David Feherty takes on Floyds Fork, finds Jason Day's ball, gets flack
LOUISVILLE, Ky. - "Careful shaking my hand," David Feherty warns, "I've got a fungus all over my shins, and it's spreading north."
If Jason Day goes on to win the 96th PGA Championship today, he should pay for Feherty's Calamine Lotion.
Jason Day hitting from the weeds on the second hole on Saturday (Getty Images photo)
On the second hole of Saturday's third round at Valhalla Golf Club, Day hooked a drive that ducked so far left that it crossed Floyds Fork, a stream that is the primary water feature on the property. Assigned to follow the final pairing of Day and leader Rory McIlroy for CBS Sports, Feherty got a bead on Day's drive and crossed the hazard to begin searching for it.
"I just walked across like this … it was only 18 inches deep," said Feherty, who in the 1996 PGA here got his break with CBS as an on-course reporter. "Having said that, I was wearing cargo pants, and I drowned my cell phone."
When Day arrived, he took off his shoes, rolled up his pants and waded across. Taking some direction from the blimp overhead, Feherty, Day and Day's caddie Colin Swatton eventually located the ball in the calf-high weeds before the expiration of the five-minute time limit specified in the Rules of Golf.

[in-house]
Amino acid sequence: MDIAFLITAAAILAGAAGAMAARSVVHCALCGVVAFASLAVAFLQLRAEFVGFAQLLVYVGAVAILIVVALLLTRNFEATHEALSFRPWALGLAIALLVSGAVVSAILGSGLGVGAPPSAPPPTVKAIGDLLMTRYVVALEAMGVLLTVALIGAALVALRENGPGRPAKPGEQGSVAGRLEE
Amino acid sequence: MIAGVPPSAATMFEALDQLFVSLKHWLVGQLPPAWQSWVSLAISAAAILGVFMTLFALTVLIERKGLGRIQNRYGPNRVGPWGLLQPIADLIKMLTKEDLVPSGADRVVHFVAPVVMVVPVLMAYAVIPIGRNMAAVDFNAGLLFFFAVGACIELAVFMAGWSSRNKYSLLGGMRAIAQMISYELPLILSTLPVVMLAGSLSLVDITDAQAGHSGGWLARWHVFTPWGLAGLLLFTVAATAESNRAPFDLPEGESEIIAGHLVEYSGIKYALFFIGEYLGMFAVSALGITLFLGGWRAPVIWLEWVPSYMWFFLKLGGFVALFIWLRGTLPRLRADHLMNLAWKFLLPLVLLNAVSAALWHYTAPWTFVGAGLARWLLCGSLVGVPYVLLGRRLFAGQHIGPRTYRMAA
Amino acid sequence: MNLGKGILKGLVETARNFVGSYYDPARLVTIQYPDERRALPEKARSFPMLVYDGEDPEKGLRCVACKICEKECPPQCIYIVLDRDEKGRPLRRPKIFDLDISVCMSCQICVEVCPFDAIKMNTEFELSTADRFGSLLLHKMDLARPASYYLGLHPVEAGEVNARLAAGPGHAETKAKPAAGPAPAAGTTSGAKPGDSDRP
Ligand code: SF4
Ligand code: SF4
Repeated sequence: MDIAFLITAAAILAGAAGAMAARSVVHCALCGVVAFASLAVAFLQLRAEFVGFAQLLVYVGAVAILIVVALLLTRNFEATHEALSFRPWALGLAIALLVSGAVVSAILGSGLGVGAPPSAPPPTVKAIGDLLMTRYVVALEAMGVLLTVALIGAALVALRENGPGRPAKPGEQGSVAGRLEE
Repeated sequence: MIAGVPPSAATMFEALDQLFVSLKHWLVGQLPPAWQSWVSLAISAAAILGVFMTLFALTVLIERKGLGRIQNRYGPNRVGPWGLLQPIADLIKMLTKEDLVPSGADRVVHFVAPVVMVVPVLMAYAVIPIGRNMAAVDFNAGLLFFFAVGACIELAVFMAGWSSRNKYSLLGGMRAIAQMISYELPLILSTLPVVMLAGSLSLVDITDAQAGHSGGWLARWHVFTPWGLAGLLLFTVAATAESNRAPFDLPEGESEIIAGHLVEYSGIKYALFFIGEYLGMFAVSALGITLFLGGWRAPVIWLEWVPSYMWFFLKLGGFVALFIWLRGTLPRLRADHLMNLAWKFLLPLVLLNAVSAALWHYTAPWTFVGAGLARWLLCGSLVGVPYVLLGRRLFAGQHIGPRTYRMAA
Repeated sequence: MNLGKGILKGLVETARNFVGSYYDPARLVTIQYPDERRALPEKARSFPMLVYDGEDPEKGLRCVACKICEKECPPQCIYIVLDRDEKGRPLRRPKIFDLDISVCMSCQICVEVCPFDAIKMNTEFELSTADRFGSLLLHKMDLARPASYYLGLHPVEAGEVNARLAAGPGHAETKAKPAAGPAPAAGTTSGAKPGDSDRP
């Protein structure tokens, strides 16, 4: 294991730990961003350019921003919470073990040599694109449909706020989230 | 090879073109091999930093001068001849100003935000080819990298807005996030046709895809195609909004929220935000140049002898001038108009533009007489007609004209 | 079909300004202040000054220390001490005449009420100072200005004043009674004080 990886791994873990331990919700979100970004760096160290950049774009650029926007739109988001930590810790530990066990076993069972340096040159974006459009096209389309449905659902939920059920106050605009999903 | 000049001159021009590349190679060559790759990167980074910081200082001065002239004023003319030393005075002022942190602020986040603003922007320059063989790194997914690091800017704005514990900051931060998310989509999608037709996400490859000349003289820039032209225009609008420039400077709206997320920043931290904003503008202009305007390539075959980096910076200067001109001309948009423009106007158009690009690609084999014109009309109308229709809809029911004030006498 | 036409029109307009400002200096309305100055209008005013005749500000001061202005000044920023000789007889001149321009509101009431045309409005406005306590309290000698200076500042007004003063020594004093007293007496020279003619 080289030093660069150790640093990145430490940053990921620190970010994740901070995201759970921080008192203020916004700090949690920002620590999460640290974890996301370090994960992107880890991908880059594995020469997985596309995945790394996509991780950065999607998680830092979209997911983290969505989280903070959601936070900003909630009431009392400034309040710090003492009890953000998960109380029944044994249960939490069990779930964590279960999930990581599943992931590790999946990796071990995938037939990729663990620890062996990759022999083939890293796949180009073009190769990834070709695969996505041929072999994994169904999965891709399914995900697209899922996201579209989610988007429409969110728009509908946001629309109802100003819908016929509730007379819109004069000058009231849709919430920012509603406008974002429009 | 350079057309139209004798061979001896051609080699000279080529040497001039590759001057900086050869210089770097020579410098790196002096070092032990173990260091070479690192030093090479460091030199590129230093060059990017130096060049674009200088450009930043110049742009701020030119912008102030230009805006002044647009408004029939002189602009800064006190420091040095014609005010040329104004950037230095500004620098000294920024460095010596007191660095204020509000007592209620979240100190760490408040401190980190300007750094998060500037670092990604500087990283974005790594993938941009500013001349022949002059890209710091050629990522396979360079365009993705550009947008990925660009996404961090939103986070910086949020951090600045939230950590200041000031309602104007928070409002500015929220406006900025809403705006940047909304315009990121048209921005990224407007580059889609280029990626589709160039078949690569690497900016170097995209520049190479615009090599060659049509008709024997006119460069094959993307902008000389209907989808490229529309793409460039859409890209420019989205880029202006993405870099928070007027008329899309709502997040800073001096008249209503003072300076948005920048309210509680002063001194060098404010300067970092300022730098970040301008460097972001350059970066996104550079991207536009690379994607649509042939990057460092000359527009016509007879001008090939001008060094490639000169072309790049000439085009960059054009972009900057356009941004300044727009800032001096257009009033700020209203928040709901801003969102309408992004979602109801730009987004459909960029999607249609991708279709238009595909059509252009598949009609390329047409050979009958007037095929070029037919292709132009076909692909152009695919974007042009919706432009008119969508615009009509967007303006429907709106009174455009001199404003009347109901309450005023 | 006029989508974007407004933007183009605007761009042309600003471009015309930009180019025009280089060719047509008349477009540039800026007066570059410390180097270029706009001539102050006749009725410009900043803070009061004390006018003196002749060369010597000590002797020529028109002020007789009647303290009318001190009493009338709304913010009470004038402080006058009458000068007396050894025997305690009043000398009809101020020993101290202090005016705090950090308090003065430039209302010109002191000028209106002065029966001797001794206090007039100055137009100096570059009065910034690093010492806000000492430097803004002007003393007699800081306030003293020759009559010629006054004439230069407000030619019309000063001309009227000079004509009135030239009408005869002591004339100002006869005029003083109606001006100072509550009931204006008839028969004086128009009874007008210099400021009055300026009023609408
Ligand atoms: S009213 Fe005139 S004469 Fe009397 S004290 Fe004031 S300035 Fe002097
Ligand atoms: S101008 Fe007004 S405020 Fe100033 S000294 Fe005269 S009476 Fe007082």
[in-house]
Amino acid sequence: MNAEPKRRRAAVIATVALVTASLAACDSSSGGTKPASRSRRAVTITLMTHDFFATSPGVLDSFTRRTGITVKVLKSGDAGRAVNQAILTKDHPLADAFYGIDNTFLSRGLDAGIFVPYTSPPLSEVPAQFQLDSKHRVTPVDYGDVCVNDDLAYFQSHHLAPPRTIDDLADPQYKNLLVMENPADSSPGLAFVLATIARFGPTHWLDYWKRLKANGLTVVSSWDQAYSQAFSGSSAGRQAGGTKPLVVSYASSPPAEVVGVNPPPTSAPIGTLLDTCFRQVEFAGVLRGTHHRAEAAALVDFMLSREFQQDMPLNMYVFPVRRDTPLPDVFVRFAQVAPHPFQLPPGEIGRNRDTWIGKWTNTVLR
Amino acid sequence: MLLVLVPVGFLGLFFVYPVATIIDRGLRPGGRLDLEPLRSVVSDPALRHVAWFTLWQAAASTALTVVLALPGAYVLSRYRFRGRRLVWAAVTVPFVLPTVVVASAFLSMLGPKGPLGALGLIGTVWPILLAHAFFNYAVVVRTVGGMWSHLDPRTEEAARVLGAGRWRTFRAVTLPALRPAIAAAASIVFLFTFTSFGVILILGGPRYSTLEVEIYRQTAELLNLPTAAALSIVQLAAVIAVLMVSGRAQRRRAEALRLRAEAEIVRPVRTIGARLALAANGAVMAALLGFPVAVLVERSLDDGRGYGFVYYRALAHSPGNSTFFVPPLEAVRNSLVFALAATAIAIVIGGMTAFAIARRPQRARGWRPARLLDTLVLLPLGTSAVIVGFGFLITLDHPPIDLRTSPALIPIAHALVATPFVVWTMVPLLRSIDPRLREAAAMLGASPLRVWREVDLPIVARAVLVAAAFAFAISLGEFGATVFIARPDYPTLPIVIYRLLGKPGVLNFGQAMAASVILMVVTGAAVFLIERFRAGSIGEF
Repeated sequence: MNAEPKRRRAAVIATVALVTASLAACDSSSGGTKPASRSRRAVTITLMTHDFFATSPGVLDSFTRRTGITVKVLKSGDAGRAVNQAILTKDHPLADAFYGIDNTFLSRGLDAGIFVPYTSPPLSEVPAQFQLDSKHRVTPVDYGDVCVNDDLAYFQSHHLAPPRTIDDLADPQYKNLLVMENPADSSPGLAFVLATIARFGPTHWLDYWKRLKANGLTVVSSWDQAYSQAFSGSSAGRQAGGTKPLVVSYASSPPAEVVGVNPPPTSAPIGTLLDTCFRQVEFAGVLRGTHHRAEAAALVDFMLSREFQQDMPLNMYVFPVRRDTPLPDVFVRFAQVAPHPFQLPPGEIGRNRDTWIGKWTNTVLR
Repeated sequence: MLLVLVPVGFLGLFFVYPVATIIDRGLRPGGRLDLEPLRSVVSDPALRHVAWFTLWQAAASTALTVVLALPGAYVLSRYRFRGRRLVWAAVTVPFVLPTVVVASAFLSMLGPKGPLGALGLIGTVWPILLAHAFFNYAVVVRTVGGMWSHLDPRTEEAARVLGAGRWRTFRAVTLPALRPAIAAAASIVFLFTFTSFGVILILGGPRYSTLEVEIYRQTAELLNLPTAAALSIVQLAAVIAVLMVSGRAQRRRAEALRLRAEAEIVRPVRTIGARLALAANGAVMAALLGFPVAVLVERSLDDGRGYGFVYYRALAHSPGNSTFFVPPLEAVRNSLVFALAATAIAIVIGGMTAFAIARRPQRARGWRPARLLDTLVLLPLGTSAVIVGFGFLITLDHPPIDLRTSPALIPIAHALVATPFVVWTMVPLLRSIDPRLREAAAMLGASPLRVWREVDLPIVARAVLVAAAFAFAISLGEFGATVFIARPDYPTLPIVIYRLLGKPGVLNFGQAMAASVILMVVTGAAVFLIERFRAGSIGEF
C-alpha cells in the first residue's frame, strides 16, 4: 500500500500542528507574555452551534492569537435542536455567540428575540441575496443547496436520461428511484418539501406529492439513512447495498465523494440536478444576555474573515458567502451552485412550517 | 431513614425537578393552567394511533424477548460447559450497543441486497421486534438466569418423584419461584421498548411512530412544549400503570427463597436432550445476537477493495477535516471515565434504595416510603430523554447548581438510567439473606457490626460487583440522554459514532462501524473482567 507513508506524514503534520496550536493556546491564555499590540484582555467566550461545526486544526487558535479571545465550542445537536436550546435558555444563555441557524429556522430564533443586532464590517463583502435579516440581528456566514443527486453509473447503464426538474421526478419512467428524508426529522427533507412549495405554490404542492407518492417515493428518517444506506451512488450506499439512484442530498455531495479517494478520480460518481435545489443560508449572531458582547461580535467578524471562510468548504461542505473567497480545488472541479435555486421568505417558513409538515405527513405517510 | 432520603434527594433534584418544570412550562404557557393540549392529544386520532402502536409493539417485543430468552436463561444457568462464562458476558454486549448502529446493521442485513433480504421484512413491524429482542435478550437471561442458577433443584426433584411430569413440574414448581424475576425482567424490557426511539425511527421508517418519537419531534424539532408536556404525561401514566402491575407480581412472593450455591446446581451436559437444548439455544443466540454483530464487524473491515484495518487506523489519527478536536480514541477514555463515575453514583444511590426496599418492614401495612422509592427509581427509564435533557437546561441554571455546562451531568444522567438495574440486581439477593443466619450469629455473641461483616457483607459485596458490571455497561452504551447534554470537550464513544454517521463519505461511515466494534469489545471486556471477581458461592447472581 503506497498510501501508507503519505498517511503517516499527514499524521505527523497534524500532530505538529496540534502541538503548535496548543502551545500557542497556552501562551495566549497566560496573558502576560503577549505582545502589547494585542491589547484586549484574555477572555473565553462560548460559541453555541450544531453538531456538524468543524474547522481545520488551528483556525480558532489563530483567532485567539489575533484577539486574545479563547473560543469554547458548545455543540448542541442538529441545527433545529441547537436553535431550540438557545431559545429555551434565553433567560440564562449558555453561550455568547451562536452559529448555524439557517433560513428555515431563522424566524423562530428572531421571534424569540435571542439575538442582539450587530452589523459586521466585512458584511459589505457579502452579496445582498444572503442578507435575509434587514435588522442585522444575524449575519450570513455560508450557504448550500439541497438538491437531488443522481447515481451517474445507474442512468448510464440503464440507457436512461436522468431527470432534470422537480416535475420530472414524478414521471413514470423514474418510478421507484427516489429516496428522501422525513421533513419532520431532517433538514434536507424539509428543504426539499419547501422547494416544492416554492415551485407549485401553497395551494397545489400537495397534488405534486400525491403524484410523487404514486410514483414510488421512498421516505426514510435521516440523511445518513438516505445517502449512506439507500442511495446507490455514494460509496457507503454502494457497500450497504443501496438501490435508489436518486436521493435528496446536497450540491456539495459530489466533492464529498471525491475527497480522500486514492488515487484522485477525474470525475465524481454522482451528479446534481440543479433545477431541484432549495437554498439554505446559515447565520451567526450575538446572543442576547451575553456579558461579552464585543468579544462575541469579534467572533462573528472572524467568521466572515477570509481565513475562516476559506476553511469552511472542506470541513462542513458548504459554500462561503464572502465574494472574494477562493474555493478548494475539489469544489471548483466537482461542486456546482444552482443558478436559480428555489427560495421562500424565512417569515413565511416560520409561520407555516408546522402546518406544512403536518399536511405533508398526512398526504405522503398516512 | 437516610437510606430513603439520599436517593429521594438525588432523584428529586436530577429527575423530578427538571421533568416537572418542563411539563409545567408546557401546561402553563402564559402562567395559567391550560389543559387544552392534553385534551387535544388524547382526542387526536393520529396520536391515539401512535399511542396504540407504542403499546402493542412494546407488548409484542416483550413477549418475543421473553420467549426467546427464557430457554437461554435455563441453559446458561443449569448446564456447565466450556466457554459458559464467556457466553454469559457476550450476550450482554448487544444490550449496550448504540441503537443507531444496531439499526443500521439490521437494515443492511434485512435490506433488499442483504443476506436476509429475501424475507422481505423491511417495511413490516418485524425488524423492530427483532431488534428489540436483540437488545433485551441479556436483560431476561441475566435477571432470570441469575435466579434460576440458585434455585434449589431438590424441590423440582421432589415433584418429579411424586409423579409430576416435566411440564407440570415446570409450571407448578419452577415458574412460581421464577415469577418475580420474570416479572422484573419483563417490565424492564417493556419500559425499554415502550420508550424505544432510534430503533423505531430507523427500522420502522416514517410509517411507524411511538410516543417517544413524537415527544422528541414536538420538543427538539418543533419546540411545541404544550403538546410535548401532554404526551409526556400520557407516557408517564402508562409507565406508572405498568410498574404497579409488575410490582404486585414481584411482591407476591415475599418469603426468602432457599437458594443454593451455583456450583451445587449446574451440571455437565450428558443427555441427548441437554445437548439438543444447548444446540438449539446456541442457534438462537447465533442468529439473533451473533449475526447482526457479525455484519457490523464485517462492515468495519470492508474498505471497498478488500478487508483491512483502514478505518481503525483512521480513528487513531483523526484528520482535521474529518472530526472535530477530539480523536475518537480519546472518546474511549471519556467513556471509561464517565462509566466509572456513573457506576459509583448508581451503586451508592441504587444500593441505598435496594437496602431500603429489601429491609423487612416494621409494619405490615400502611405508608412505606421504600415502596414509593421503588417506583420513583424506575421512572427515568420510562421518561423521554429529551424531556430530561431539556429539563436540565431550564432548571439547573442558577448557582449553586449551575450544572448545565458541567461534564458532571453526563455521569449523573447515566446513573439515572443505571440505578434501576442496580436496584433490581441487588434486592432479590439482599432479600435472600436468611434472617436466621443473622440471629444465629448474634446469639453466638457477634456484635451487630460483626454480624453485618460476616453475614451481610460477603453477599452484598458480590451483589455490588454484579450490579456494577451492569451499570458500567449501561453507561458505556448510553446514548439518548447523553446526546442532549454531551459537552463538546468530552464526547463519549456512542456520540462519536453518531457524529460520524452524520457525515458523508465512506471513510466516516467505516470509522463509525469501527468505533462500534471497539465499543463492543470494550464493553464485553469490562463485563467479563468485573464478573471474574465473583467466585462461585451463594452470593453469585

"It was actually Col Swatton that found it," Feherty said Sunday morning. "I was standing right over it, between my feet. I was like, Oops, there it is.' But then Col had to go get a club, and we lost it again for a minute. I had to ask, Does he get another five minutes?'"
After Day relocated the ball, Swatton tossed a wedge across the creek. Still in his bare feet, the young Aussie hacked the ball out and across the fairway. He wedged onto the green and sank a 17-footer to save par.
"His lie wasn't that bad. The stuff around was very thick, though, and it could have wrapped around the shaft of the club very easily, and he could have smothered it," Feherty said, describing Day's recovery shot. "But he is so strong that he could hold that clubface square to open going through. It was a great recovery and a great par."
"It was a lucky 4 there," Day said.
Though far from the first time Feherty has assisted a competitor in finding an errant shot during a tournament, the former tour player was surprised by the reaction his gesture provoked, particularly because McIlroy is a fellow countryman from Northern Ireland.
"I got some crap on social media about it, that I shouldn't have been helping him," Feherty said, shaking his head. "And then I caught some flak from the Northern Ireland people asking me why I should help Jason against Rory. The reason is because I would help anybody. That's how we do this in this game. That's the spirit of it." Day ended up with a two-under-par 69 and 10-under 203. He begins today's final round T4 with Phil Mickelson and four strokes behind McIlroy, who seeks his second major title in a row and fourth overall after capturing the Open Championship last month at Royal Liverpool.